Further, Cheney argued that new evidence found in Iraq proved more ties between Hussein and Osama bin Laden’s al Qaeda organization, and he argued that Iraq was the “geographic base” for the perpetrators of the Sept. 11, 2001, terrorist attacks. “If we’re successful in Iraq . . . then we will have struck a major blow right at the heart of the base, if you will, the geographic base of the terrorists who had us under assault now for many years, but most especially on 9/11,” he said in an hour-long interview on NBC’s “Meet the Press.”
Cheney also seemed to broaden the intelligence on other alleged al Qaeda connections with Hussein, saying, “The Iraqi government or the Iraqi intelligence service had a relationship with al Qaeda that stretched back through most of the decade of the ’90s.” Up to now, administration officials and CIA documents have said there had been eight meetings, primarily in the early 1990s, when bin Laden was in Sudan.
Cheney was less forthcoming when asked about Saudi Arabia’s ties to al Qaeda and the Sept. 11 hijackers. “I don’t want to speculate,” he said, adding that Sept. 11 is “over with now, it’s done, it’s history and we can put it behind us.” (Emphasis added.)
Much more here. Thanks to alert reader A.C.M. for the catch.
Update: a reader suggests that Cheney is being quoted out of context by the Post, and I think he may be right, but it’s still clear from the transcript that Cheney is evasive on the topic:
MR. RUSSERT: We could establish a direct link between the hijackers of September 11 and Saudi Arabia.
VICE PRES. CHENEY: We know that many of the attackers were Saudi. There was also an Egyptian in the bunch. It doesn’t mean those governments had anything to do with that attack. That’s a different proposition than saying the Iraqi government and the Iraqi intelligent service has a relationship with al-Qaeda that developed throughout the decade of the ’90s. That was clearly official policy.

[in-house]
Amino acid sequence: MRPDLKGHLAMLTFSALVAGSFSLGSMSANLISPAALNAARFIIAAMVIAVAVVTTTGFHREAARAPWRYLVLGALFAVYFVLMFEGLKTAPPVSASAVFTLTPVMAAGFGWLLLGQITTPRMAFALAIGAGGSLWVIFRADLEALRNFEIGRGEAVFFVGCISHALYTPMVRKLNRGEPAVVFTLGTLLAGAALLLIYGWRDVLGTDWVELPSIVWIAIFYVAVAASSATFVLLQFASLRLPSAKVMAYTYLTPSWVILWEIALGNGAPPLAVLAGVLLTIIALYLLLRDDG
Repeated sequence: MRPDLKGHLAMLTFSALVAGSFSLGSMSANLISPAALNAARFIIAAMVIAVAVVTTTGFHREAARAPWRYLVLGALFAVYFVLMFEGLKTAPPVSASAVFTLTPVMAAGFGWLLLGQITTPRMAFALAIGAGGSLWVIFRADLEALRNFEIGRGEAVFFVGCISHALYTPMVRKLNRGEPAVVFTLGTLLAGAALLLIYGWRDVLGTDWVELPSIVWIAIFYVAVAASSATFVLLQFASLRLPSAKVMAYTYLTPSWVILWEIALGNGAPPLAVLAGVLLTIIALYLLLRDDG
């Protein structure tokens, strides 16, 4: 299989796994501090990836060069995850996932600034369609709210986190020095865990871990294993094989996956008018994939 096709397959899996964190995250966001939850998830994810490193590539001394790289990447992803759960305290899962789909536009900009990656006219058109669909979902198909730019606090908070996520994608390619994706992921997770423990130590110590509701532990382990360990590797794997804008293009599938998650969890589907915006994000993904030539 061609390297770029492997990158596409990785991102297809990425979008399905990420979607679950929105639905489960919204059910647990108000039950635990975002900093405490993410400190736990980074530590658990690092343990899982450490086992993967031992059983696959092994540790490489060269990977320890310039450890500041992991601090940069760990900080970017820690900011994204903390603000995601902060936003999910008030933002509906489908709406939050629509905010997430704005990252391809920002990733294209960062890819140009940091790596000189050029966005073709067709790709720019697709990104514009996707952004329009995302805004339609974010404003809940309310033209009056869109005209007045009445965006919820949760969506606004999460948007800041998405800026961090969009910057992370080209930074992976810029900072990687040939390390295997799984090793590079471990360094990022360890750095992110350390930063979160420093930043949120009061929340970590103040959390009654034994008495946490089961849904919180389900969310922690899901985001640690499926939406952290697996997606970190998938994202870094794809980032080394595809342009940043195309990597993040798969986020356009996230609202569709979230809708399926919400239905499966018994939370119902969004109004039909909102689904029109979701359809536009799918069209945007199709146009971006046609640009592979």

MR. RUSSERT: There are reports that the investigation Congress did does show a link between the Saudi government and the hijackers but that it will not be released to the public.
VICE PRES. CHENEY: I don’t know want to speculate on that, Tim, partly because I was involved in reviewing those pages. It was the judgment of our senior intelligence officials, both CIA and FBI that that material needed to remain classified. At some point, we may be able to declassify it, but there are ongoing investigations that might be affected by that release, and for that reason, we kept it classified. The committee knows what’s in there. They helped to prepare it. So it hasn’t been kept secret from the Congress, but from the standpoint of our ongoing investigations, we needed to do that.
One of the things this points out that’s important for us to understand so there’s this great temptation to look at these events as discreet events. We got hit on 9/11. So we can go and investigate it. It’s over with now.
It’s done. It’s history and put it behind us.
From our perspective, trying to deal with this continuing campaign of terror, if you will, the war on terror that we’re engaged in, this is a continuing enterprise. The people that were involved in some of those activities before 9/11 are still out there. We learn more and more as we capture people, detain people, get access to records and so forth that this is a continuing enterprise and, therefore, we do need to be careful when we look at things like 9/11, the commission report from 9/11, not to jeopardize our capacity to deal with this threat going forward in the interest of putting that information that’s interesting that relates to the period of time before that. These are continuing requirements on our part, and we have to be sensitive to that.
Clear as mud…
One more afterthought: this is how it works, of course. Cheney dissembles, the Post writer notes the fact, but sloppily, and thereafter anyone who tries to point out that Cheney dissembled is “refuted” by people who point to the sloppy reporting and ignore the underlying truth.